AMD Zen 4 and AMD Instinct MI200: This is what is new from the Sunnyvale giant

A couple of days ago we told you that AMD was preparing a very important event, and just yesterday almost everything we saw in that article was confirmed. The Sunnyvale Giant Introduced Zen 4, an architecture that will debut first on its next-generation EPYC processors, targeting servers and data centers, and also showcased the new graphics accelerators Instinct MI200, based on the CDNA 2 architecture, which are the first of their kind to adopt a multi-encapsulated design, previously referred to as multi-chip.

We started with Zen 4. As planned, this new architecture will allow AMD raise the maximum number of cores and threads, and will serve as a spearhead to introduce support for the latest technologies in the industry, including DDR5 memory and the PCIE Gen5 standard. This new architecture will also be the first from AMD to be integrated on a platform with support for the CXL protocol. This architecture will be manufactured in TSMC’s 5 nm process, which represents a significant leap compared to Zen 3, which is manufactured in 7 nm, and will allow the number of cores and threads to be increased from 64-128, respectively, to 96-192. .

AMD also confirmed that EPYC Bergamo processors will be a new generation of High-performance Zen 4c-based CPUs, an architecture that will be optimized to shape specialized processors in the cloud, and that will allow you to reach a maximum of 128 cores and 256 threads in a single processor. In effect, this means that EPYC Bergamo will set a new record in its sector, and that it will become the processor with the highest number of cores and threads available in the professional sector. All of those cores will be high-performance, which means that Zen 4c has nothing to do with the rumors we’ve seen about Zen 4D.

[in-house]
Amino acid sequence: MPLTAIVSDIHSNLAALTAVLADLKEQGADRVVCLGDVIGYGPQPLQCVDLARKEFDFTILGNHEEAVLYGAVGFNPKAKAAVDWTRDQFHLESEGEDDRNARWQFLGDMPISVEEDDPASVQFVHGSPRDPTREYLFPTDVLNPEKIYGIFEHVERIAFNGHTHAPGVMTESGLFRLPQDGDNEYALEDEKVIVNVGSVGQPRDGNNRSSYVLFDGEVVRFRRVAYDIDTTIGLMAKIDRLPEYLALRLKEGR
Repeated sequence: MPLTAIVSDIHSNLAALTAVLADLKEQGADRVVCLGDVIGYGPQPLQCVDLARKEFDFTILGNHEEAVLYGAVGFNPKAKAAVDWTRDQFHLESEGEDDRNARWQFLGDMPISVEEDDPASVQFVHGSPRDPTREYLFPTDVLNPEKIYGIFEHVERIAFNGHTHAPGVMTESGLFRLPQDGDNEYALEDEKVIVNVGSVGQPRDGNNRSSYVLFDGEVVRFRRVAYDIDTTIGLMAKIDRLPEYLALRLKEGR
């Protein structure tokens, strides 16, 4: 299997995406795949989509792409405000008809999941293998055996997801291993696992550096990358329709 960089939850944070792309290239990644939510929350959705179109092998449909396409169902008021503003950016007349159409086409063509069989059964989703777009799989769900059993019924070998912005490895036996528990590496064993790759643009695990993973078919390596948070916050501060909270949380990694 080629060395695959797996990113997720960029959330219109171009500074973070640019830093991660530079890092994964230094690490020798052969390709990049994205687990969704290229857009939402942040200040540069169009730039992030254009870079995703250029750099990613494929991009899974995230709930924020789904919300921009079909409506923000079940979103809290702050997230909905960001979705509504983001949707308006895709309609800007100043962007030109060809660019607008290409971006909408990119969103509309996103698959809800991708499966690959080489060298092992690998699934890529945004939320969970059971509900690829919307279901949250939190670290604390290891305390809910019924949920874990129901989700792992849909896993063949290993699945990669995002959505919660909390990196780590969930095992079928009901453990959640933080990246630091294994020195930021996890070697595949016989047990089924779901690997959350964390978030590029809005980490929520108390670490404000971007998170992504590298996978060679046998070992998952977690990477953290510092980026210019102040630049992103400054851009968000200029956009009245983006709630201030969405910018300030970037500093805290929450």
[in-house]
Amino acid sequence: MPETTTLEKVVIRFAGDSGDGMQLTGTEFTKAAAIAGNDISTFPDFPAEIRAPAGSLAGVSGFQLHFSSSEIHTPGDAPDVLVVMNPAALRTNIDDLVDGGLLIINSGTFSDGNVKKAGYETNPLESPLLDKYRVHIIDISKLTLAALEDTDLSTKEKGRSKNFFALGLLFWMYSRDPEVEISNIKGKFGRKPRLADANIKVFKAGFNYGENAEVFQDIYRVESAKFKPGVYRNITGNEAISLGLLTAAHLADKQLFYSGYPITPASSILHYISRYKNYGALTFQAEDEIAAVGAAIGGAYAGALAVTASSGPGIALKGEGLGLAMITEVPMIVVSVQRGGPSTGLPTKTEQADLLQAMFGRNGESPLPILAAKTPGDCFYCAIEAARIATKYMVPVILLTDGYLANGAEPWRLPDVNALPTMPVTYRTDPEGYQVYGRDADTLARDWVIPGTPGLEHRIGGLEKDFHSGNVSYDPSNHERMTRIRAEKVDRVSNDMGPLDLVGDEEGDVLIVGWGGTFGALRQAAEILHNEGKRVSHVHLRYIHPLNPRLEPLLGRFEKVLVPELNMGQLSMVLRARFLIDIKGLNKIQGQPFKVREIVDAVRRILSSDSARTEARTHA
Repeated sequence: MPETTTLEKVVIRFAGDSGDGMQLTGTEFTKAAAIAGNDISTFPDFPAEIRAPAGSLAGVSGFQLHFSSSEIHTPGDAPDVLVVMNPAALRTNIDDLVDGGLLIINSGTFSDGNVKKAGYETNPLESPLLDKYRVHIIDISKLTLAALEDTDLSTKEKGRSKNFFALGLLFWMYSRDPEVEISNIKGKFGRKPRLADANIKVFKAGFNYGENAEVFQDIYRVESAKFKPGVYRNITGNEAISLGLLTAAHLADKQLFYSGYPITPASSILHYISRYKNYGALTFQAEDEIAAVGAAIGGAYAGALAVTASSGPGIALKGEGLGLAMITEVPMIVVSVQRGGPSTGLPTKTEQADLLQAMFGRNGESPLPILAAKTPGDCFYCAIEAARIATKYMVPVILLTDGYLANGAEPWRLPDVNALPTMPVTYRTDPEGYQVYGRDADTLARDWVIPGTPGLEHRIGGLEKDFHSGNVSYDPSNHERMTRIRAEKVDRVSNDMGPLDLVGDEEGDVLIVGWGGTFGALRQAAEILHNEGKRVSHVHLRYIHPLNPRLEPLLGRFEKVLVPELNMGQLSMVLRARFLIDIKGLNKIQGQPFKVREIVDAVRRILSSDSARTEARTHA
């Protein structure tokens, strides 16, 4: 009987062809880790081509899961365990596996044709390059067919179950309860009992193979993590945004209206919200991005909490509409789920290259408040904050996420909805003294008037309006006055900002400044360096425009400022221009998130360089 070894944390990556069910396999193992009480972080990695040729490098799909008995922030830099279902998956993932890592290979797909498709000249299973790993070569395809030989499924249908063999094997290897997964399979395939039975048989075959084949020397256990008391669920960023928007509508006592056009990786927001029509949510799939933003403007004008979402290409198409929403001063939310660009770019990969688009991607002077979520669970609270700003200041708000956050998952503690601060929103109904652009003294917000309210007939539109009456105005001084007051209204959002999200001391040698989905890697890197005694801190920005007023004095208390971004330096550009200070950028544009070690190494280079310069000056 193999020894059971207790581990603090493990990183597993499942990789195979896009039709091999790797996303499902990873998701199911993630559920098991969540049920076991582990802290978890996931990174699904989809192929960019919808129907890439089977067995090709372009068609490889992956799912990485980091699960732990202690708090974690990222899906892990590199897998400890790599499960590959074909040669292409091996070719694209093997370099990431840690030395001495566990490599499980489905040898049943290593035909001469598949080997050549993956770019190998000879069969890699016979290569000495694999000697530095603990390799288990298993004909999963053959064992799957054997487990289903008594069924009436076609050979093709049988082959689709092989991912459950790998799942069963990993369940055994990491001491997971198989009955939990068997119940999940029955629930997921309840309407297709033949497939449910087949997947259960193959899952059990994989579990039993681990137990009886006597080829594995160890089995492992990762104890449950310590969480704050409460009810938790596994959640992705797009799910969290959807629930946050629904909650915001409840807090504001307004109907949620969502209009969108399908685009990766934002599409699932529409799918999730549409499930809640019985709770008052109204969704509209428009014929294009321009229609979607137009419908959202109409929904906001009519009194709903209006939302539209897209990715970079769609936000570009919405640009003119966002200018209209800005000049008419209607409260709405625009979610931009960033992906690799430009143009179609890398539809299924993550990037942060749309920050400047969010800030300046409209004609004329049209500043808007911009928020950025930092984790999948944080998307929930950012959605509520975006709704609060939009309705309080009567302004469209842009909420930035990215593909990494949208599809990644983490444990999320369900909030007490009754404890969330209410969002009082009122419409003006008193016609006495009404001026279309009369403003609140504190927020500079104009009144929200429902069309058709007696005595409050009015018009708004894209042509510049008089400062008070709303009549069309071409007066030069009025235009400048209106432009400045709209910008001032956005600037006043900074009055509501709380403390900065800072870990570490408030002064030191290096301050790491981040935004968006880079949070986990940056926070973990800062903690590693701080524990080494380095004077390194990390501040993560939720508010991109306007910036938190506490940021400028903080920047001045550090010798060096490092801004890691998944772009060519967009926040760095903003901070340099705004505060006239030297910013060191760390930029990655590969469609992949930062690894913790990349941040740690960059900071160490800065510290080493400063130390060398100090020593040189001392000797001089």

EPYC Genoa processors, based on Zen 4 and equipped with up to 96 cores and 192 threads, will arrive in 2022, while EPYC Bergamo will go to the first half of 2023, that is to say, about a year after the arrival of the previous series, as long as there are no major delays, as is evident. Lastly, AMD also confirmed the arrival of the EPYC Milan-X processors, a Zen 3-based review that adds 3D stacked cache to improve performance. These processors will feature an additional 512MB of L3 cache, for a total of up to 768MB of L3 on a single processor. Thanks to that, you can improve performance by up to 50%. They will also be available in 2022.

Lastly, we go with AMD Instinct MI200. This new generation of graphics accelerators combines two interconnected graphics cores to work together. Each GPU has 64 GB of high-bandwidth HBM2E memory, which leaves us a total of 128 GB of HBM2E memory with a bandwidth of up to 3.2 TB / s, thanks to its 8,192-bit bus. They add a maximum of 220 compute units (14,080 shaders) at 1,700 MHz, and offer a power of up to 47.9 TFLOPs in FP32 and FP64. In FP16, its power shoots up to 383 TFLOPs. They are very powerful, but also have a high consumption, and are labeled with a TDP of 560 watts.

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